The Philadelphia Eagles have shifted into full-blown evaluation mode. So why not evaluate another member of the staff as the interim head coach?
With each passing loss, more and more members of the media and fans are pointing out that the time has come to fire Andy Reid. For two very good reasons, however, owner Jeffrey Lurie should ride it out.
First, is there anyone on the current staff who deserves a crack at coaching the team if Reid is relieved of his duties? The Eagles haven’t won a game since Todd Bowles became defensive coordinator. Offensive coordinator Marty Mornhinweg is tied too closely to Reid. That leaves special-teams coordinator Bobby April.
Second, and more importantly, the firing of Reid and the hiring of an on-staff interim replacement could provide the kick in the pants the players need. As we explained a few weeks back, current players tend to play hard for an interim head coach, not because they want to help the interim head coach get the job but because they know that, if the interim head coach gets the job, the players are more likely to keep their jobs.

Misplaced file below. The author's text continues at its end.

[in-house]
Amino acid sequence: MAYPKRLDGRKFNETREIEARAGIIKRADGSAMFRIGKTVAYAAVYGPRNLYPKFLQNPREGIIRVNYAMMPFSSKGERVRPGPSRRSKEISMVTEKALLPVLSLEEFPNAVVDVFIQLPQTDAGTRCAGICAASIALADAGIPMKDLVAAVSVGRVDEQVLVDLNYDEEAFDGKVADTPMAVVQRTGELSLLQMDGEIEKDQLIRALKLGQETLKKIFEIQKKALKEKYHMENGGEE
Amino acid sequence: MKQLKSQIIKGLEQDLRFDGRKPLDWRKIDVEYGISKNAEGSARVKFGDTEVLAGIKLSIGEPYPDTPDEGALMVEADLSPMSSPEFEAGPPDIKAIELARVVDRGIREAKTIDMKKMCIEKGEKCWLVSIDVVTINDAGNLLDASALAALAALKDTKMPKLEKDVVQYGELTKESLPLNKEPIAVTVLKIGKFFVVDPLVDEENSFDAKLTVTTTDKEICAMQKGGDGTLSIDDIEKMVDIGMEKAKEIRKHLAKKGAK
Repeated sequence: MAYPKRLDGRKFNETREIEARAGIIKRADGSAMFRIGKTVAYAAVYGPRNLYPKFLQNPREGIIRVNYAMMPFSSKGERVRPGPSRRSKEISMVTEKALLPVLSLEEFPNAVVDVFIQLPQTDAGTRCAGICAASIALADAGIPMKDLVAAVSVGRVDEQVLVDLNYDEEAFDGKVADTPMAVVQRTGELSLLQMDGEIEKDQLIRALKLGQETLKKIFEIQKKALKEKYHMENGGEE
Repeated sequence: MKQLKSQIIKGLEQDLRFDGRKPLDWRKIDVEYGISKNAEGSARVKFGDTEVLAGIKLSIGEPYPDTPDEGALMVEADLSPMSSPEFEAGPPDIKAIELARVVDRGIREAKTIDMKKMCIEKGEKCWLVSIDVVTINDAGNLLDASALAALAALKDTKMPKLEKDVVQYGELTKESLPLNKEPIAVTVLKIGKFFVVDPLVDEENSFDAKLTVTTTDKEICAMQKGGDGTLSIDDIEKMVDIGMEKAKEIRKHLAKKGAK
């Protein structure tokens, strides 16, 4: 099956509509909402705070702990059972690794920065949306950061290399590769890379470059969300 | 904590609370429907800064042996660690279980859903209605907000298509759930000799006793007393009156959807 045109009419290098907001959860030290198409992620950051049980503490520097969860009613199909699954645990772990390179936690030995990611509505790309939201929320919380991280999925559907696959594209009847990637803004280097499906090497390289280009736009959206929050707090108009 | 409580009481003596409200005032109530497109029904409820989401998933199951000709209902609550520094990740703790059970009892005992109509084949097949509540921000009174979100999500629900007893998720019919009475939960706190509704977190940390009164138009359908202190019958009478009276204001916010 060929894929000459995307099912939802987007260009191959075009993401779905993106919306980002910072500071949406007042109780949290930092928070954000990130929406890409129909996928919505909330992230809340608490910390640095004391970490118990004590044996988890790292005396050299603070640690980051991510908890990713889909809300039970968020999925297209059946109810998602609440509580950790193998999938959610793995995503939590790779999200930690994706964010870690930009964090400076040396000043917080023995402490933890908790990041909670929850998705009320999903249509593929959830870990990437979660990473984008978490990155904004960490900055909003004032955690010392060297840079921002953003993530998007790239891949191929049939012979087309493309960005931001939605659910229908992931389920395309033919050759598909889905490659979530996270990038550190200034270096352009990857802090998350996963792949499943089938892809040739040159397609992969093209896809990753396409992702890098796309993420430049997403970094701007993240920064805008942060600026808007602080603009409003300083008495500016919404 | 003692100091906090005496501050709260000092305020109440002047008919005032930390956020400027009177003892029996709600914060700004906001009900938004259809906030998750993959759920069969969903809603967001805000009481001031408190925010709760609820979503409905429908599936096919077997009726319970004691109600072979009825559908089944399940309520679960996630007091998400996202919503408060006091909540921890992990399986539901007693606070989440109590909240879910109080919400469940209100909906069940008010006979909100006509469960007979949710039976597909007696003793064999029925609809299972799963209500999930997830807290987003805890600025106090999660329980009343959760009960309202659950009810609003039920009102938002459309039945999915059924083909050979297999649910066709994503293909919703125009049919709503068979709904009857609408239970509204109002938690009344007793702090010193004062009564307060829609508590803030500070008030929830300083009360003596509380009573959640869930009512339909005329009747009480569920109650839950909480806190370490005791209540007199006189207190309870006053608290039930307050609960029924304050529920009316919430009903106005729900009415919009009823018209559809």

Then, once the interim head coach becomes the permanent head coach, the players can go back to stinking.
So if Reid goes and someone else becomes the interim head coach and a fan base starved for wins finally gets a few of them, the interim head coach could start to look like a good candidate for the job. It would be better, then, to wait until the season ends, move on from Reid, and find a new coach from outside the organization.
That said, who is really going to want this job? The Eagles have no clear-cut quarterback, looming salary-cap problems, and an uncharacteristic number (for the Eagles) of aging players. Recent drafts have featured more misses than hits, and whoever takes the job will have to deal with RG3, Eli Manning, and the Cowboys twice per year.
If Chip Kelly or Jon Gruden have options, they could be inclined to opt for another opportunity.